The Iraqi Army also expanded from a pure infantry force to one that included many of the specialized units of a modern army. In late 2004 the initial elements of the 1st Mechanized Brigade stood up in Taji as the nucleus of a future, larger mechanized division. Equipped with 10 tanks and 37 MTLB armored personnel carriers (APCs), the brigade began training for its first security mission during the 30 January 2005 elections. As the equipment rolled off the trucks, Colonel David Styles, MNSTC-I’s 1st Mechanized Brigade project officer, remarked, “We made history today as we assisted the Iraqi Army in returning armor to its rightful place at Taji where it has been absent for several years.”169 The first mechanized brigade was largely an Iraqi idea. The strength of the brigade reached 3,000 soldiers by June 2005 with an additional brigade training in advance of receiving tanks and APCs donated by NATO and others purchased by MNSTC-I.

Training in specialized fields was essential for the Iraqi Army to function in an integrated and effective fashion. To build critical capabilities, MNSTC-I established a signal school in Baghdad that focused on basic communication skills and advanced courses in radio operation, frequency management, and satellite communication.170 The Coalition also helped plan for a medical corps, with a tentative force of 2,600 personnel, to include doctors, medics, technicians, and administrators. Initial training included a medical logistics course in Jordan. Among the first recruits to the new Iraqi military medical corps was a female dentist with advanced training from Harvard University.171 To make the Iraqi Army more mobile, the fledgling Iraqi Air Force took a step closer to viability in January 2005 when the 65 members of the 23d Transportation Squadron, trained by the 6th Special Operations Squadron of the US Special Operations Command (SOCOM), took delivery of three US-donated C-130E aircraft.172

In 2004 the Coalition also began developing the type of focused capabilities that it and the Iraqi leadership felt would be critical to dealing with current and future internal security threats. Given the likelihood that the insurgency and terrorist groups would be active in Iraq for some time, MNSTC-I began programs to create special forces to combat these groups, tasking soldiers from SOCOM to establish and train the Iraqi Special Operations Forces (ISOF). The ISOF initially consisted of an Iraqi Counterterrorist Force (ICTF) to conduct small antiterrorist raids, and a larger commando battalion that was similar in organization and function to a US Army Ranger Battalion. By the end of January 2005, the ISOF had executed 538 combat missions, captured 431 insurgents, and recovered 1,700 weapons.173 Among the most effective ISOF units were the ICTF and the Al Hillah Special Weapons and Tactics (SWAT) team. The ICTF required all recruits (who volunteered from existing Iraqi units) to complete a 12-week counterterrorism course that included basic training and specialized training in the origins of terrorism, advanced weapons handling and marksmanship, sniper training, and concealment training among other topics. Trained by US Special Operations Forces and advised in late 2004 by Marines from the 24th Marine Expeditionary Unit, the Al Hillah SWAT team conducted key raids against insurgent targets in Babil province in October 2004.174 Major Dennis Levesque, who served on the staff of the CJSOTF-AP, stated, “When [ISOF units] roll into your neck of the woods . . . and you’re an Iraqi bad guy, you just back down before they even show up. We had that happen many times. Because these guys were well outfitted and well trained on good equipment, their confidence and morale was very high.”175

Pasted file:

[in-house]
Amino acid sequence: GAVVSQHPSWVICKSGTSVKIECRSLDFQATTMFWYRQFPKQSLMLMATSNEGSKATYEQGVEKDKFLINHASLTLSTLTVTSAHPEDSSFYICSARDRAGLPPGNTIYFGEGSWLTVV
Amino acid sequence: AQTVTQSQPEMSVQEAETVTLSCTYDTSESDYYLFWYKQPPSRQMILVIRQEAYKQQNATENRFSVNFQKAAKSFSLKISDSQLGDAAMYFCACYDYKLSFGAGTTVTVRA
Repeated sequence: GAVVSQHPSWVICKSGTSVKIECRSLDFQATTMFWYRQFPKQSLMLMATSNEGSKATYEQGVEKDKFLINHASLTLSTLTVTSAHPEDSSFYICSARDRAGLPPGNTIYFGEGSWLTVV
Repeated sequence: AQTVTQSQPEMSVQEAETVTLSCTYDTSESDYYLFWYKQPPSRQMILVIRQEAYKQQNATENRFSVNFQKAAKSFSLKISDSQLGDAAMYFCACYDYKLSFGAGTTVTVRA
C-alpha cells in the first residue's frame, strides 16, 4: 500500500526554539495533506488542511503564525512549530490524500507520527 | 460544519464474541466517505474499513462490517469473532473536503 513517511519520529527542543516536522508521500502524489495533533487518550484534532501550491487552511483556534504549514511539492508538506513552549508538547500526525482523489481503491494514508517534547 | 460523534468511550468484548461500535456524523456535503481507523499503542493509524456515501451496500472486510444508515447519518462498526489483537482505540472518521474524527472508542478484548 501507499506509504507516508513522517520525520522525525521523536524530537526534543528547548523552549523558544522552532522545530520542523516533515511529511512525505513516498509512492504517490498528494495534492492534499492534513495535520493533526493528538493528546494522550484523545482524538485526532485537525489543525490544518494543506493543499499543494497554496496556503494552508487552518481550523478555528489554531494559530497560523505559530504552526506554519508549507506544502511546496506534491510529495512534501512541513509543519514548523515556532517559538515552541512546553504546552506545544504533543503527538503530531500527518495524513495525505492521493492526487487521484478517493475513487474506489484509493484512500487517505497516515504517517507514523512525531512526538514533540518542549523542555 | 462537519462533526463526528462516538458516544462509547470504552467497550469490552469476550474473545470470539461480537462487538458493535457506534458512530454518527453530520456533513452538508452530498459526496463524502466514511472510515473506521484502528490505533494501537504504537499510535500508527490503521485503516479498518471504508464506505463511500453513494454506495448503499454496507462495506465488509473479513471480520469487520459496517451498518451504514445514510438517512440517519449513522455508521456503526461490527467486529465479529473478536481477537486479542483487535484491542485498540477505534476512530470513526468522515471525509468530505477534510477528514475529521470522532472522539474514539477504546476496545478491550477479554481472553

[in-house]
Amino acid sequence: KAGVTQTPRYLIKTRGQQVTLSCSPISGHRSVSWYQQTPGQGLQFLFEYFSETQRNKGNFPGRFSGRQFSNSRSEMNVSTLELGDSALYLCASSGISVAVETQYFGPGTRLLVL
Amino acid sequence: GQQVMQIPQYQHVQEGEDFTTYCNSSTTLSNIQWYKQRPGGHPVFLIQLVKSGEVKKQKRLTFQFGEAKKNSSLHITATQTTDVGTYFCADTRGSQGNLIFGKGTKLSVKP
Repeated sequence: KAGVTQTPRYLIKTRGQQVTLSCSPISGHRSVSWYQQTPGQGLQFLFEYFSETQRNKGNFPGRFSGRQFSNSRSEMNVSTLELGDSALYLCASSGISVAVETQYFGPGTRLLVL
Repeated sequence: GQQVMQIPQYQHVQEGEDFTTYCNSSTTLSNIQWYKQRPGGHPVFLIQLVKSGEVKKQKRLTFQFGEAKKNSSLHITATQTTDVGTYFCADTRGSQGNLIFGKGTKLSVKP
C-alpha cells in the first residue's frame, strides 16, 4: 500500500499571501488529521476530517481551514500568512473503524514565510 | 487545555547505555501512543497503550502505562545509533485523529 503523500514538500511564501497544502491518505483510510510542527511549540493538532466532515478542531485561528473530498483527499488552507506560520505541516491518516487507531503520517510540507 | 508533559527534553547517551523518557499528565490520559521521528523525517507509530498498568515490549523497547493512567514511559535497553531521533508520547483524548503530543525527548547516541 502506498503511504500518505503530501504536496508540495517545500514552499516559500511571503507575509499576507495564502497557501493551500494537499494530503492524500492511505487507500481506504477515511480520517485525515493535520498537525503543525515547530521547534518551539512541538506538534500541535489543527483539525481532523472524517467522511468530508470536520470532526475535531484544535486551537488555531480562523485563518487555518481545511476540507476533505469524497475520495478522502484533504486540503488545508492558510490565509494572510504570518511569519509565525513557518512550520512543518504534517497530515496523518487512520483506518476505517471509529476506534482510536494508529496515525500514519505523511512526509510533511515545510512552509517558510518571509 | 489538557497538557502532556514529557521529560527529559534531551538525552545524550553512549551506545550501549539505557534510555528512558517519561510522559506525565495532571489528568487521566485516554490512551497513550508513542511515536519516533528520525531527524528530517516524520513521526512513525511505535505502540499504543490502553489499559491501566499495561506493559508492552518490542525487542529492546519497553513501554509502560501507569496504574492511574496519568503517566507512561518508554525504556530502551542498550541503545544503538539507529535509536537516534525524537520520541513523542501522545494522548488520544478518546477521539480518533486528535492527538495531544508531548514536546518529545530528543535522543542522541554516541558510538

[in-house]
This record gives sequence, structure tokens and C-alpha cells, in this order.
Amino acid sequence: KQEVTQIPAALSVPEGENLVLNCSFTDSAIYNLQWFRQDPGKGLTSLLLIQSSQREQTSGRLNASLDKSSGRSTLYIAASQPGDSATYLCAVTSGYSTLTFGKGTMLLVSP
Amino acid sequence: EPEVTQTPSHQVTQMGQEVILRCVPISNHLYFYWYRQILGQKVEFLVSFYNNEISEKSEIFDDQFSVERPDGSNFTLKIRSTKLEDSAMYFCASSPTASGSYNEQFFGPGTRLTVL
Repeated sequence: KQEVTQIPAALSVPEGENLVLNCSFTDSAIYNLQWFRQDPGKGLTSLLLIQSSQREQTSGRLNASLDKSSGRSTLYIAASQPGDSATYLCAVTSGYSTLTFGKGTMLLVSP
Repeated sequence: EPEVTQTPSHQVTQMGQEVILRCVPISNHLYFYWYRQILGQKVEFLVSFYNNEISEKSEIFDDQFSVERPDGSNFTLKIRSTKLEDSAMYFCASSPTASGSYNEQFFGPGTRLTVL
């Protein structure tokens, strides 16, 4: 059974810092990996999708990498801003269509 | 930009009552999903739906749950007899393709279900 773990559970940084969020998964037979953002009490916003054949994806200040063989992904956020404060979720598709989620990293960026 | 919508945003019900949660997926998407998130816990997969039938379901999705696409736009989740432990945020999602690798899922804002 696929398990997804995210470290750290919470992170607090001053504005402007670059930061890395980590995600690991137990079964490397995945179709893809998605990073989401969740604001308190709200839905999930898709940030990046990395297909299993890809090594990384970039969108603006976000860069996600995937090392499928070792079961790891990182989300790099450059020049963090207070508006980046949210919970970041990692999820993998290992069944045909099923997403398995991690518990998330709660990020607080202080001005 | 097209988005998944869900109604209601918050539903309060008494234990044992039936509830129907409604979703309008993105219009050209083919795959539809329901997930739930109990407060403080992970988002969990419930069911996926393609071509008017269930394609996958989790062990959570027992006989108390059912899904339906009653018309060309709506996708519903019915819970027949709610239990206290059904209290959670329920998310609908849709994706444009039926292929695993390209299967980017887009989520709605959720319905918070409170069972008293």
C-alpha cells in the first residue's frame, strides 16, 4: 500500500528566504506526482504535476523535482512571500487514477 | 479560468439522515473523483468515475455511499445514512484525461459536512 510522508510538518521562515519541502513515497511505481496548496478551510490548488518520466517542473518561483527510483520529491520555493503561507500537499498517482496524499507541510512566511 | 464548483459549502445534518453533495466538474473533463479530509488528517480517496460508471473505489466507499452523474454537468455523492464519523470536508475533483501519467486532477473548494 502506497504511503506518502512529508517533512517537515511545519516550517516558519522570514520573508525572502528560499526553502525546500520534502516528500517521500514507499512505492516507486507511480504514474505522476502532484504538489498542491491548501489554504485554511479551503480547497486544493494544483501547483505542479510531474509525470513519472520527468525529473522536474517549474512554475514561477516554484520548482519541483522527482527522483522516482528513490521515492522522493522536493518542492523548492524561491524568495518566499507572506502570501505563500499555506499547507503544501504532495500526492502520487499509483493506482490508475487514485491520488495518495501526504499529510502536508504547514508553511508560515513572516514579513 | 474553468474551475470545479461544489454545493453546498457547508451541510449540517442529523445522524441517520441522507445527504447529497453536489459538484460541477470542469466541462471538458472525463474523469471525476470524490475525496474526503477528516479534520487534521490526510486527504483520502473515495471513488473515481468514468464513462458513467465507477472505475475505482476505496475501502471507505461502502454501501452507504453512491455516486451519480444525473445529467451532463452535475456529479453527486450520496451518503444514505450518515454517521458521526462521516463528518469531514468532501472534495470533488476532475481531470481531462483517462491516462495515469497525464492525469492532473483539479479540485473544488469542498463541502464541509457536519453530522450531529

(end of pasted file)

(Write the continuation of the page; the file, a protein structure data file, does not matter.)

†Not until May 2005 would an Iraqi Ground Forces Headquarters be established, and the United States retained operational control of all Iraqi Armed Forces until September 2006.


Chapter 11. Training the Iraqi Security Forces